Design for Retention

Because Life’s Too Short to Put up with Bad Experiences

Image Credit: Kinga Cichewicz, Unsplash

Let’s talk about retention. How do we, as product makers or service providers, keep our customers coming back?

A few years back, I was working for a successful E-commerce startup and we had a retention team. It was a small team completely dedicated to email marketing, and they had important KPIs like Daily Active Users, 15-Day Retention, 30-Day Retention and so on.

I always thought it was strange that the only tool they were working with to try and move the needle on these metrics was email marketing. After all, there were so many factors involved in creating an experience that retains customers.

According to The Harris Poll published at the end of 2016, in all major industries, it takes one bad experience to make between 44–55% of customers jump ship, and if you make it two bad experiences the numbers go way up to 82–91%. Now add the statistic saying It costs 6–7 times more to acquire a new customer than retain an existing one (Bain & Company), and it becomes very clear that investing in good customer experience is money well spent.

So what actually affects customer experience?

The short answer: any interaction (touch point) the customer has with your brand. The longer answer: it’s a journey. A customer journey.

The customer journey starts with the discovery of the need for what you’re selling. At this point it’s crucial to understand who your customers are (not as simple as it sounds), the context and urgency of their need, and their state of mind.

Next, when customers start going down your funnel, it’s critical to understand what stops them from getting what they came for. This step is all about reducing friction on the way to achieving the first success with your product or service.

Now we get to the really interesting part — after your customers got what they came for, how do you keep them coming back? It depends on your business model, right? It’s generally agreed that in a transaction-based model you need to work hard to get returning customers. But in a subscription-based model, you basically need not to break anything and you should be fine.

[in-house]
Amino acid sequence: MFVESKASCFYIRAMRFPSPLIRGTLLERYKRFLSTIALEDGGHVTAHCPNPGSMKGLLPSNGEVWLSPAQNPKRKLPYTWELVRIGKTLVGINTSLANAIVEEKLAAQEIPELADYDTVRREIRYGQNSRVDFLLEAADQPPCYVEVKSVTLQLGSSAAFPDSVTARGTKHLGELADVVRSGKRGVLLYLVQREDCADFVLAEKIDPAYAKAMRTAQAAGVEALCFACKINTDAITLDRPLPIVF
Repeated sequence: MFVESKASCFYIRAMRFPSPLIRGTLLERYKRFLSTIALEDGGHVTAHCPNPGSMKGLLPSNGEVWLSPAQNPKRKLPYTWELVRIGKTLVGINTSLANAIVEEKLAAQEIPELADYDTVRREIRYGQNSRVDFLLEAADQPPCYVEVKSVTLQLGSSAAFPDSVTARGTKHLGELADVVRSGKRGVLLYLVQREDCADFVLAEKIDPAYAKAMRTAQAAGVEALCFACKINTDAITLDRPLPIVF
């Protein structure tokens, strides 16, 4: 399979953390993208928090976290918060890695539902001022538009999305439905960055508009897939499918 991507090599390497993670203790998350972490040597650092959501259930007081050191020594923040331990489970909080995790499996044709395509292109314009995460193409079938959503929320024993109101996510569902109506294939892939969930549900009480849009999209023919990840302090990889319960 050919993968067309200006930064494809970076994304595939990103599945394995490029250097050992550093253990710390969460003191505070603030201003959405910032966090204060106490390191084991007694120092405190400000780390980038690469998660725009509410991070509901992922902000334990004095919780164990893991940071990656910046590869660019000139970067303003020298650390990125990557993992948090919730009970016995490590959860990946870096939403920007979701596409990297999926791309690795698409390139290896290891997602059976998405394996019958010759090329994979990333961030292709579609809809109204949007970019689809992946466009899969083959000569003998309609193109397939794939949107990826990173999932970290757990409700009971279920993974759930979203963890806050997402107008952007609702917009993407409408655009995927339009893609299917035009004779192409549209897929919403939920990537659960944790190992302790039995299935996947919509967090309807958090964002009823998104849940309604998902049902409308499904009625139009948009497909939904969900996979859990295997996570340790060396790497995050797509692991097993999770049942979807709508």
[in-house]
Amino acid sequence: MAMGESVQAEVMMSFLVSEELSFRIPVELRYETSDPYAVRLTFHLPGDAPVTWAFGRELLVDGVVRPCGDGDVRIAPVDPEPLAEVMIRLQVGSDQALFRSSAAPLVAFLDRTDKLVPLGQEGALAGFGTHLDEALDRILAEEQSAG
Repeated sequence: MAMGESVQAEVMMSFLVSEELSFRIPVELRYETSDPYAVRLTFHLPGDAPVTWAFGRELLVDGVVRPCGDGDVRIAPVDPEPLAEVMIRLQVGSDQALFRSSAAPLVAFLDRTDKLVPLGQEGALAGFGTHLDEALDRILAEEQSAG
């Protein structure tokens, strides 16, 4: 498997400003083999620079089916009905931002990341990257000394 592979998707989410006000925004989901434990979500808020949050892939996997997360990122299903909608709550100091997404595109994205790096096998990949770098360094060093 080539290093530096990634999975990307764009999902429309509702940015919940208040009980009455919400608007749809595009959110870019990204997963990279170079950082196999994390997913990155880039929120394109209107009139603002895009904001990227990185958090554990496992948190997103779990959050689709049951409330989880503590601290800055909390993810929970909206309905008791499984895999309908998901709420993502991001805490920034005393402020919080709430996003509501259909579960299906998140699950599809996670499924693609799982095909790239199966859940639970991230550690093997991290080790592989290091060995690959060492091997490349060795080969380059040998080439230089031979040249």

It turns out that it’s not that simple. Maybe if you offer a subscription-based model for a product or service no one else can offer that’s good enough, but with competition it’s a whole different ball game.

Introducing Retention Design

The methodology that will make you a learning, adapting, customer-centered business is called Retention Design and these are its core guidelines:

  1. Talk to your customers. If you have several types of customers, talk to customers of each type — you won’t believe the amount of insight they carry about your product/service. Ask them about their experience with the product, what problems it solves, what it doesn’t currently solve, what they like about using it and what frustrates them. If you implement just one thing from this entire article let it be this.
  2. Create a direct two-way communication channel between customer support and the product team. Your customer support reps are often your biggest customer experts, they are on the front line of every problem, inquiry or assistance request. A channel on your preferred internal communications app and a weekly feedback meeting will allow all the great insights learned by your support team to affect the product road-map. Don’t just expect product managers to follow support tickets. Everyone is busy and, although very important, reviewing tickets can easily become a low-priority task.
  3. Plan for the “moments of truth”. Customers will have problems, there is no way to avoid it. But it doesn’t mean you can’t plan for it. Map all the sensitive areas of your product, such as payment disputes, rating disputes, fraud or Terms of Service violation disputes. At these crucial moments, a bad experience almost certainly means goodbye. Create a playbook for your support team with the desired responses to these cases and make these cases a very high priority to manage.
  4. Learn from Churn. When customers decide to leave, make sure you learn everything you can from their experience. For a subscription-based model use exit surveys with an open-ended question like “what made you cancel?” (as tested and perfected by Alex Turnbull). For a transaction-based model monitor regular customers and if they stop coming back contact them to understand why.
  5. Communicate effectively. How often you talk to your customers matters, what you say and how you say it matters even more. Create your own tone of voice and strive to create relationships with your customers, as opposed to just trying to up-sell. The most effective communications are those that come in the right context and deliver actual value. (For example, a simple “thank you for your order” email becomes much more helpful with an order tracking number, and even better with a link to the relevant tracking service.)

Retention is a customer-centered process. It’s a cross-team effort and you can always make it better. If you’re worried about bringing other stakeholders on board, start with low-budget measurable improvements — they will deliver the quick wins you need to fund bigger retention initiatives.

“As the people who craft experiences, we have a profound responsibility to not take for granted the limited time that people have on this earth and to make that time as painless, as empowering and as enjoyable as we can, because this is all there is, and it’s up to us to make it better.”

— Aral Balkan

Originally published on CXtlv Blog. Visit us for more great content!